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[WATCH] PA chief insists no one would be forced to sell their house in Paceville masterplan
Planning Authority executive chairman admits to having reservations on Paceville masterplan and that consultation process could have been managed better
17 November 2016, 10:09pm
Last updated on 17 November 2016, 10:37pm
Buttigieg, who was being interviewed on Thursday’s edition of Xtra on TVM, said that the nine areas identified for the high-rise development were the most suited for such buildings and the open spaces they required.
He acknowledged that Mott MacDonald seemed to have completely ignored what was private or public property when drawing up the masterplan.
“I admit that I have my own reservations on some aspects of this masterplan,” Buttigieg said.
Activist Moira Delia, contacted live by phone during the programme, said she lived in a house that was earmarked for expropriation and was worried as to what she – and those like here – would have to do.
Buttigieg insisted that all residents living in properties earmarked for expropriation in the proposed masterplan had the right to remain in their homes and not sell or give up their property.
Andre Callus, of Kampe Emergenza Ambjent, said that the expropriation act was not very clear and could very well be used to force residents to sell their properties.
Sandro Chetcuti, president of the Malta Developers Association, said that major players in the construction and development industry were panicking at the thought of the Paceville masterplan being approved as proposed.
Chetcuti said that Mott MacDonald, the firm that drew up the masterplan, seemed to have been under the impression that Paceville belonged to one owner and was not knowledgeable about Maltese legislation, as was evidenced by the mass expropriations proposed.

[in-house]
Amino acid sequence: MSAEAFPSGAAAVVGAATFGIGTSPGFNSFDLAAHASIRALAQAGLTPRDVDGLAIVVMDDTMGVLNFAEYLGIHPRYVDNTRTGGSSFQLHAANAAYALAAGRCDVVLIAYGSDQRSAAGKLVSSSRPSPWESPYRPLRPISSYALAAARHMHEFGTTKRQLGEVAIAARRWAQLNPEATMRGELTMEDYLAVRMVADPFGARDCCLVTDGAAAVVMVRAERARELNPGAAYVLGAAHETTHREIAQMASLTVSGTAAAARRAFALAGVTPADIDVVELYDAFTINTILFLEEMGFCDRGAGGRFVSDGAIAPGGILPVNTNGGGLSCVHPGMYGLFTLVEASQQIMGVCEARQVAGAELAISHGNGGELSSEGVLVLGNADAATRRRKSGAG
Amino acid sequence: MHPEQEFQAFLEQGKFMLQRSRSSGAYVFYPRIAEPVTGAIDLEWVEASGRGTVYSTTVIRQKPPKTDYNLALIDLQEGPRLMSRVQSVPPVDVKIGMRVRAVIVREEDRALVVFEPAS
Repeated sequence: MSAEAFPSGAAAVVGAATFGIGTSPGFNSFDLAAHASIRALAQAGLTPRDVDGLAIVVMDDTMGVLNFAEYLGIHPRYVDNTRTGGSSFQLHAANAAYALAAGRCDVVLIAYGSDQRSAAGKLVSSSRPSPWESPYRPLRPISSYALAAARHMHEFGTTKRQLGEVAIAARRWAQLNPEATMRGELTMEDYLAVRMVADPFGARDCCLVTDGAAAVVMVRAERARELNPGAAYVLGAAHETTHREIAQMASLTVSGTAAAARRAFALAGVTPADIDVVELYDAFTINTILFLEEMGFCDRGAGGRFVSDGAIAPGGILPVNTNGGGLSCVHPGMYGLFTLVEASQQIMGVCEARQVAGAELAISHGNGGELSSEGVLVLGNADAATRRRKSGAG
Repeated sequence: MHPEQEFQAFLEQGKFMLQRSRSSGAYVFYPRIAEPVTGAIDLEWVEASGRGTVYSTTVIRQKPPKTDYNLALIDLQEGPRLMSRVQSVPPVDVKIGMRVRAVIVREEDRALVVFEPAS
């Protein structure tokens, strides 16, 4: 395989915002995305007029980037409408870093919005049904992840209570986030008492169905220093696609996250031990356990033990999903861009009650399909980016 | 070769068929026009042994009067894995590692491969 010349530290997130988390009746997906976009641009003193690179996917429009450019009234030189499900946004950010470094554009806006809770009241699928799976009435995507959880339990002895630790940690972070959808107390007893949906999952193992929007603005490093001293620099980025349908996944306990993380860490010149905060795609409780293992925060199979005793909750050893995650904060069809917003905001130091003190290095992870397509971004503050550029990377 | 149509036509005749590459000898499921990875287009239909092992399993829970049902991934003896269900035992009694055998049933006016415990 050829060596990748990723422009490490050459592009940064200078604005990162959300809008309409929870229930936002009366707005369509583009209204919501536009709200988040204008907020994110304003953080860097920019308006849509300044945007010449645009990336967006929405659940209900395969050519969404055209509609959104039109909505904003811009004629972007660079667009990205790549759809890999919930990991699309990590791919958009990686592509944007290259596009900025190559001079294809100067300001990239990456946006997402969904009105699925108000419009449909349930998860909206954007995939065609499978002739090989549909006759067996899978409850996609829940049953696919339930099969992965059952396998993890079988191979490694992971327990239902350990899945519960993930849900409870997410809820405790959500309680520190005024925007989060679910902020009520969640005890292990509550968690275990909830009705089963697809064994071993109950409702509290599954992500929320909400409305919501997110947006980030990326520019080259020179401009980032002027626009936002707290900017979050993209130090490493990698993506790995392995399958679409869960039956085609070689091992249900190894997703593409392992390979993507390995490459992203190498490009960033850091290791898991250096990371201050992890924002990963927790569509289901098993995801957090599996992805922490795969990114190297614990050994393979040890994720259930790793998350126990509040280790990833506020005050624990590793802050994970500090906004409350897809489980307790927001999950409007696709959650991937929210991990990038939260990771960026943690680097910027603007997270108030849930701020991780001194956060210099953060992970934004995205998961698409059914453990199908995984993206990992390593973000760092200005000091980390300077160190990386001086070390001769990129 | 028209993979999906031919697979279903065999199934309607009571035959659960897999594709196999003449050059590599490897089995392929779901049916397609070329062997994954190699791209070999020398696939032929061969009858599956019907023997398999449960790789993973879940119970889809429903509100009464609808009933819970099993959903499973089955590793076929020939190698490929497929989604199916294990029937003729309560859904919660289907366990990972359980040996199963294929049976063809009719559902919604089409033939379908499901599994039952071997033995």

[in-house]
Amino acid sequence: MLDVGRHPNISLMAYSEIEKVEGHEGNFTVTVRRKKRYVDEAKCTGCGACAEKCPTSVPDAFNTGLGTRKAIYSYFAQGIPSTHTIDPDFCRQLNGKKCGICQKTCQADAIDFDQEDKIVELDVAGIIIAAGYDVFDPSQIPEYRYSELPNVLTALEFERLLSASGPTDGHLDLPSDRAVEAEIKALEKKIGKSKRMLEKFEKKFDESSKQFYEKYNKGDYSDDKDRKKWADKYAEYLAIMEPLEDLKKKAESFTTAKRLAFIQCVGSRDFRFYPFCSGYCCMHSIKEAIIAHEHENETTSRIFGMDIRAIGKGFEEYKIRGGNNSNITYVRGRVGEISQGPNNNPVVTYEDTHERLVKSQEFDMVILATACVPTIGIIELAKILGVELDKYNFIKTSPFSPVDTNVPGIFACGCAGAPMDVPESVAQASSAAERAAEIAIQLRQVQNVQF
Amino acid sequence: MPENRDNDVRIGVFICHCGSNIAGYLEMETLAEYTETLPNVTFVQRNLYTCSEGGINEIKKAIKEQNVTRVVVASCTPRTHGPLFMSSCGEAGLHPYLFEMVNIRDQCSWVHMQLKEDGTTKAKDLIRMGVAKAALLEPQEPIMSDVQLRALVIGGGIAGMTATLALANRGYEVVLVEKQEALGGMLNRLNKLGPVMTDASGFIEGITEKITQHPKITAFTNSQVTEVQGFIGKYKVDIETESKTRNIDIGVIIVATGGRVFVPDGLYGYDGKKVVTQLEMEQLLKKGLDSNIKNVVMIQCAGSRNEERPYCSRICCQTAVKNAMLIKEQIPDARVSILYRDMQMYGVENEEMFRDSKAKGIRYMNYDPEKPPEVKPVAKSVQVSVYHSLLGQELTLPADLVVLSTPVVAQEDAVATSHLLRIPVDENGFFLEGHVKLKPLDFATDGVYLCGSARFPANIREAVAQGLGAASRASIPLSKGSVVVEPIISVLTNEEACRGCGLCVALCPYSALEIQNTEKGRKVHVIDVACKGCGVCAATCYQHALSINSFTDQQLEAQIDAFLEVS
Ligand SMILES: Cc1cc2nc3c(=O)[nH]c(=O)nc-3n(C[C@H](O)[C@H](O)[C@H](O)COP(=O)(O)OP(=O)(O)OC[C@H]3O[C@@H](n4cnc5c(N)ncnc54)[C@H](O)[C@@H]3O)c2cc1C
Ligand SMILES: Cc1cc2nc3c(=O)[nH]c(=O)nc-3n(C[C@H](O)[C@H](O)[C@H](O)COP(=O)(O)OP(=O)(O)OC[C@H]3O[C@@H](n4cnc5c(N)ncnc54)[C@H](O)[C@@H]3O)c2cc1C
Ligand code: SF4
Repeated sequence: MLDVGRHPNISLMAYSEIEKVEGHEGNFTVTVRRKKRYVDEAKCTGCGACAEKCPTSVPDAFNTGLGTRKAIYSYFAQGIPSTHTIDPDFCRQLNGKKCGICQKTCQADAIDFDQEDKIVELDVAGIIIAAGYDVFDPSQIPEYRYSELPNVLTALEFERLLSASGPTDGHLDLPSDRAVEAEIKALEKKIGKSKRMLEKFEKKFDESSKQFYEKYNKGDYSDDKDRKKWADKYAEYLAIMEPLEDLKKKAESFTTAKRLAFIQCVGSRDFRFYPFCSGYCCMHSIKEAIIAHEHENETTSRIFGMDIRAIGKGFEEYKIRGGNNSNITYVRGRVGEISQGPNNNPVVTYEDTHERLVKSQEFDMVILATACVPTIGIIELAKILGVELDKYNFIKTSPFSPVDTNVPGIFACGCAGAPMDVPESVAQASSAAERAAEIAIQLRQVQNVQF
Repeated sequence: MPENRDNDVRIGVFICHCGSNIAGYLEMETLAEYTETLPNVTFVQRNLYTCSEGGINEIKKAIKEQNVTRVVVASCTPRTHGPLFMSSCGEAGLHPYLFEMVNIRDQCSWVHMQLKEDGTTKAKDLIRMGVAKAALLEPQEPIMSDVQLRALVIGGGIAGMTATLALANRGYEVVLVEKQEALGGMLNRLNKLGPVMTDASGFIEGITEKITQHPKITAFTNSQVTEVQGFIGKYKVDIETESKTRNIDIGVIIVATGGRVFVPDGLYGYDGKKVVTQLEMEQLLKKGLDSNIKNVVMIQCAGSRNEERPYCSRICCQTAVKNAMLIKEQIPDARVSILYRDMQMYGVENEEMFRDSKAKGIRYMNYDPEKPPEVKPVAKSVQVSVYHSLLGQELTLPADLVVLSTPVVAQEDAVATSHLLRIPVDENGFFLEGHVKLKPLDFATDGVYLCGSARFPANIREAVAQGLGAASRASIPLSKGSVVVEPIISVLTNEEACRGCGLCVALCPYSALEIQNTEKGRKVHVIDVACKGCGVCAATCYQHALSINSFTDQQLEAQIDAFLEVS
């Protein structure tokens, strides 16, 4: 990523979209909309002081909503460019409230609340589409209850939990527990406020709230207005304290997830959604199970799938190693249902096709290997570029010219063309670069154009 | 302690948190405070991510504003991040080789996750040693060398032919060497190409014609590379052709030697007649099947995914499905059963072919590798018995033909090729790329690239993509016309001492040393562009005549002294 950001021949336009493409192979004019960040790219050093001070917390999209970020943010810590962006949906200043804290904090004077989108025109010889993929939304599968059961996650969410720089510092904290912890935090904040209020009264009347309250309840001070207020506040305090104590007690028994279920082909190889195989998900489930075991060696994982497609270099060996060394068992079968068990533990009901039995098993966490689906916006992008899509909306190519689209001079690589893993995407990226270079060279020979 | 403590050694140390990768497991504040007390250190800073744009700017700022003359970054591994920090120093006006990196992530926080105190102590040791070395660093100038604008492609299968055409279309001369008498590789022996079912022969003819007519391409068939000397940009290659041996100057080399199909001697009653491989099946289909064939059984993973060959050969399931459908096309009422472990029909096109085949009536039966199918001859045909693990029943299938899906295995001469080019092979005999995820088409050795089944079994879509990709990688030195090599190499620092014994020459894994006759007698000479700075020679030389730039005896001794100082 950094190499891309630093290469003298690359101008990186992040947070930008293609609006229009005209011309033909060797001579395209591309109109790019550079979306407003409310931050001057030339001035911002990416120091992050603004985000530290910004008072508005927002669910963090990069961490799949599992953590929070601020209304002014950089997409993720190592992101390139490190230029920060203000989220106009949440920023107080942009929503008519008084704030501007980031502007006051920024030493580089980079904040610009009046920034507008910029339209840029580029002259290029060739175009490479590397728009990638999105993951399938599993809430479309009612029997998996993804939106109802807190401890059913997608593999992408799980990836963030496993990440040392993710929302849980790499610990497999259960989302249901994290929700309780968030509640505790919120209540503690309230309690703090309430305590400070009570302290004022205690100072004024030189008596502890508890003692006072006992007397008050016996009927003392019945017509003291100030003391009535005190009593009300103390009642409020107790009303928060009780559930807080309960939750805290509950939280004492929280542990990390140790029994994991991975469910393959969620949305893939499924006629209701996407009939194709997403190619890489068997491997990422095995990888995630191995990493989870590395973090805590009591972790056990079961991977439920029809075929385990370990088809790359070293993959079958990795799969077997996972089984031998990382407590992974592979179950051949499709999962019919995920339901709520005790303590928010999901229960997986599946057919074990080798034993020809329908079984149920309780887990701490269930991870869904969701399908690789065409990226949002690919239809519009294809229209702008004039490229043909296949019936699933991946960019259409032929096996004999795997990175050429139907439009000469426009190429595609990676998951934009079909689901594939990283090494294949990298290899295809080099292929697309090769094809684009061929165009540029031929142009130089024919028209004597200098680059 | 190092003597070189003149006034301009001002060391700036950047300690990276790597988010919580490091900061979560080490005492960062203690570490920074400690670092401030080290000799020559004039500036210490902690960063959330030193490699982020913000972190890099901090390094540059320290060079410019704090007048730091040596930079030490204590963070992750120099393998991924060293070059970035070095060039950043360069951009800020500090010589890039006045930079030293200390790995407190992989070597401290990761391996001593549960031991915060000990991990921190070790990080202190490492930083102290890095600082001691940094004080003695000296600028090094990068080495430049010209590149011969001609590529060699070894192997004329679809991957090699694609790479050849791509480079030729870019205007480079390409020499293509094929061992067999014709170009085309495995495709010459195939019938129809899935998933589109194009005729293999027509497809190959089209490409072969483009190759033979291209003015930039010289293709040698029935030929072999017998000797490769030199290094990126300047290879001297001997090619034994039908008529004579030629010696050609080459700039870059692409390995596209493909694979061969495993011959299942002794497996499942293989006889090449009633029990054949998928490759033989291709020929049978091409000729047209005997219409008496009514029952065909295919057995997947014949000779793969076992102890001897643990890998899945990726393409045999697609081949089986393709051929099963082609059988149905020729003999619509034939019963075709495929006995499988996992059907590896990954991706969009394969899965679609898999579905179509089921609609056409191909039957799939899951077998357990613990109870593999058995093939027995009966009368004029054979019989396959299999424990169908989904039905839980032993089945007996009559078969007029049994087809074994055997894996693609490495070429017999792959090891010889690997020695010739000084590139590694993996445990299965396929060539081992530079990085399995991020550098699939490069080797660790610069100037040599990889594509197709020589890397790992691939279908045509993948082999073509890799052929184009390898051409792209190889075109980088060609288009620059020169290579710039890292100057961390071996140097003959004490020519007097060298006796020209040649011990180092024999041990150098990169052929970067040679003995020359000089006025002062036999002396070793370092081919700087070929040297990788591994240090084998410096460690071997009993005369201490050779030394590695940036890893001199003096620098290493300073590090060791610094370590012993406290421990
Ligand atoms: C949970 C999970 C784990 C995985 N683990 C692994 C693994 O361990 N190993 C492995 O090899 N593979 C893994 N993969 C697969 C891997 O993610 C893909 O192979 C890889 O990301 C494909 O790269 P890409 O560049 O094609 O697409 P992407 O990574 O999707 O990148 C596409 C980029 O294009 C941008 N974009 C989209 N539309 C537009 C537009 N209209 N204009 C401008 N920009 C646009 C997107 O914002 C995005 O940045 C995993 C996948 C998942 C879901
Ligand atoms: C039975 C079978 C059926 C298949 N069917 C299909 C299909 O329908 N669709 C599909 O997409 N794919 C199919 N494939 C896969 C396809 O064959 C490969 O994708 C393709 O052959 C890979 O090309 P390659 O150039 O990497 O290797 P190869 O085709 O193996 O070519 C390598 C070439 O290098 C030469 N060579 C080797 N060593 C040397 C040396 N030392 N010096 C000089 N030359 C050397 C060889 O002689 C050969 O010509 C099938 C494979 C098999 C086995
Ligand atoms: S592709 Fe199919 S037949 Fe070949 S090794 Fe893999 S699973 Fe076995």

Buttigieg said that the masterplan was not cast in stone and admitted that the consultation process could have been better managed.
He stressed, however, that the PA’s precursor – the Malta Environment and Planning Authority (MEPA) – had held a three-month consultation process on local plans in 2013.
“Of the 7,000 submissions received on all local plans, very few concerned Paceville,” Buttigieg said.
“And many of those were requests for the building height limits to be raised, besides submissions by eNGOs, most of which had been integrated in the plan proposed this year.”
Architect Alex Torpiano, who had ramrodded the Tigne’ Point project development, said that consultation with residents and businesses in Paceville should have been one of the first steps when preparing a masterplan.
The PA’s planned one-on-one consultation meetings with Paceville residents should have been carried out before the masterplan was published.
Malta Developers Association comments on the Paceville masterplan
It was also unacceptable that families and small businesses would be run out of their homes and outlets to make way for other business interests, he said.
Philip Fenech of the GRTU agreed and said more than 30 businesses would have their properties expropriated under the proposed plan.
While welcoming proposed improvement to the infrastructure and innovative approaches to developing the locality, Fenech said the plan as proposed remained a threat to many businesses.
Right to appeal
The Planning Authority has every right to appeal any decision – even on high-rise development – that goes against the authority’s established position, Buttigieg said.
He said that the PA’s decision to appeal such decisions was not eveidence of a lack of maturity, and insisted it was the PA’s prerogative and duty to defend its position.
ERA was tasked with safeguarding the environment and it to could appeal decisions that it did not agree with, Buttigieg added.
But Andre Callus, of Kamp Emergenza Ambjent, said that ERA was entirely toothless and did not have the means to carry out its mandate.
On conflict of interest
As to possible conflicts of interest – even his own – Buttigieg said that throughout his 20-year employment with the PA, he had taken his position seriously and had even been one of the first, in 2004, to declare a conflict of interest when his former business partner was involved in a case.
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